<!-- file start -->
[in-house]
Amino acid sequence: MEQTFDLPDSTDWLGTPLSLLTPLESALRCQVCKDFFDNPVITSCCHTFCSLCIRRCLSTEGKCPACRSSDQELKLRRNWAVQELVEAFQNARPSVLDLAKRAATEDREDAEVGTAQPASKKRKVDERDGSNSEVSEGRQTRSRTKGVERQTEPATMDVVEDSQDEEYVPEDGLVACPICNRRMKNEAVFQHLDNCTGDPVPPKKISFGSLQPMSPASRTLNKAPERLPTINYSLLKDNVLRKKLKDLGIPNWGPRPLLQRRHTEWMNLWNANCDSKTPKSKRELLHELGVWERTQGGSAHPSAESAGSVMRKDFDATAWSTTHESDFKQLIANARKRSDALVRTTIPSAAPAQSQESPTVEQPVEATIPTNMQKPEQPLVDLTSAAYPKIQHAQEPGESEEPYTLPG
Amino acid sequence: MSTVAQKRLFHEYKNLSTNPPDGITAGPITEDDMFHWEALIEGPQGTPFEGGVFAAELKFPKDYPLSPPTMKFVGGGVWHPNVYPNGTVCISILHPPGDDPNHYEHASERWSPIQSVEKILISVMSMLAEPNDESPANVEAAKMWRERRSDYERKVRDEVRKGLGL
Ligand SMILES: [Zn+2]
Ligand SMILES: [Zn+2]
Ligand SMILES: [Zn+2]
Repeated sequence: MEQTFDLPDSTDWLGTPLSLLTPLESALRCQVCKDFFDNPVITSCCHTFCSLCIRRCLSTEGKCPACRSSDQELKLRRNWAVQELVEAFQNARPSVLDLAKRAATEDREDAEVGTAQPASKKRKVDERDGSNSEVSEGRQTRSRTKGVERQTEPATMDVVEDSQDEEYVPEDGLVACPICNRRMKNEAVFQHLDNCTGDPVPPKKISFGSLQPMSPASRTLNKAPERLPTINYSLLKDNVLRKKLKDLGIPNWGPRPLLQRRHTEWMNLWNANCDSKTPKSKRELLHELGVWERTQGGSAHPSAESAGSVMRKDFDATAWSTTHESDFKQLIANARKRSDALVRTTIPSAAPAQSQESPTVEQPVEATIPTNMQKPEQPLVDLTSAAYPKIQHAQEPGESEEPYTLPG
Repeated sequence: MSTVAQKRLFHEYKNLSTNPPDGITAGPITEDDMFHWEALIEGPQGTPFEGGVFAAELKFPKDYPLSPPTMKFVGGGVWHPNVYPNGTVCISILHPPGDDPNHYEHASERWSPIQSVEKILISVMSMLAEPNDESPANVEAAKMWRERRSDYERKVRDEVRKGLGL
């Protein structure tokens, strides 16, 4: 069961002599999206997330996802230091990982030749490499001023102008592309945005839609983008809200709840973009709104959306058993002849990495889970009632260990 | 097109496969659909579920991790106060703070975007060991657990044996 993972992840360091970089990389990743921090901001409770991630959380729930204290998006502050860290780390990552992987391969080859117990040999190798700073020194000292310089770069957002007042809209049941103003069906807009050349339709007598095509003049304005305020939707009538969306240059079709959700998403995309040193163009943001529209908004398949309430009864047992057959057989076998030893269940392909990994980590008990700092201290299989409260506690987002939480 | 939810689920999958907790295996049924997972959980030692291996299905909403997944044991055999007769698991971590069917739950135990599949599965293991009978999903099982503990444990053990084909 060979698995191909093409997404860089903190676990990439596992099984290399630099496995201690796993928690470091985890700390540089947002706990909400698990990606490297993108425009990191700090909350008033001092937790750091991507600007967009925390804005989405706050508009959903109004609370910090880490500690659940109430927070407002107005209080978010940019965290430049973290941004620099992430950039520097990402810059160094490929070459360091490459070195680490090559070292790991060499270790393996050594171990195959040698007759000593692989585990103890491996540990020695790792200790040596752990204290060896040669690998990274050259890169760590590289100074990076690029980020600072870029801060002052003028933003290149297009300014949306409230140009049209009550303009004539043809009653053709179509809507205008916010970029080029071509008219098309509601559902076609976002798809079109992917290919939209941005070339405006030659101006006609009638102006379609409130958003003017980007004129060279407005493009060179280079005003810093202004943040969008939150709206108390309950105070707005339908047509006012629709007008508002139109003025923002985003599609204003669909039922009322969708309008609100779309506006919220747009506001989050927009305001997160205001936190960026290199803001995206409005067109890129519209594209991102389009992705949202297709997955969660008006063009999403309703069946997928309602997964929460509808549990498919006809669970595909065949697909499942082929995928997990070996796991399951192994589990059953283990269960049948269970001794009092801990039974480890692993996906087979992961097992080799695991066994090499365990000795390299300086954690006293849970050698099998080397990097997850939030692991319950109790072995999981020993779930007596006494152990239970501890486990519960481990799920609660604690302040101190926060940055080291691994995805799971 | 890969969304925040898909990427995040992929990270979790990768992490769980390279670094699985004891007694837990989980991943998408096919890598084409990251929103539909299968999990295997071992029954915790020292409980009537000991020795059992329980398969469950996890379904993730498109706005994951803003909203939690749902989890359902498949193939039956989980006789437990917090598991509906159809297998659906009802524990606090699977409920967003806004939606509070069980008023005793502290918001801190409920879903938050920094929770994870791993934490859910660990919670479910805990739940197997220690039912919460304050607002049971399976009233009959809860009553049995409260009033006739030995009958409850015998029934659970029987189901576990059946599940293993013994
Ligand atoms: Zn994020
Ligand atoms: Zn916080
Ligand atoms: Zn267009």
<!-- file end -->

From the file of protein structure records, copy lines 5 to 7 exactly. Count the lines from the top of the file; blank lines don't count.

Ligand SMILES: [Zn+2]
Ligand SMILES: [Zn+2]
Repeated sequence: MEQTFDLPDSTDWLGTPLSLLTPLESALRCQVCKDFFDNPVITSCCHTFCSLCIRRCLSTEGKCPACRSSDQELKLRRNWAVQELVEAFQNARPSVLDLAKRAATEDREDAEVGTAQPASKKRKVDERDGSNSEVSEGRQTRSRTKGVERQTEPATMDVVEDSQDEEYVPEDGLVACPICNRRMKNEAVFQHLDNCTGDPVPPKKISFGSLQPMSPASRTLNKAPERLPTINYSLLKDNVLRKKLKDLGIPNWGPRPLLQRRHTEWMNLWNANCDSKTPKSKRELLHELGVWERTQGGSAHPSAESAGSVMRKDFDATAWSTTHESDFKQLIANARKRSDALVRTTIPSAAPAQSQESPTVEQPVEATIPTNMQKPEQPLVDLTSAAYPKIQHAQEPGESEEPYTLPG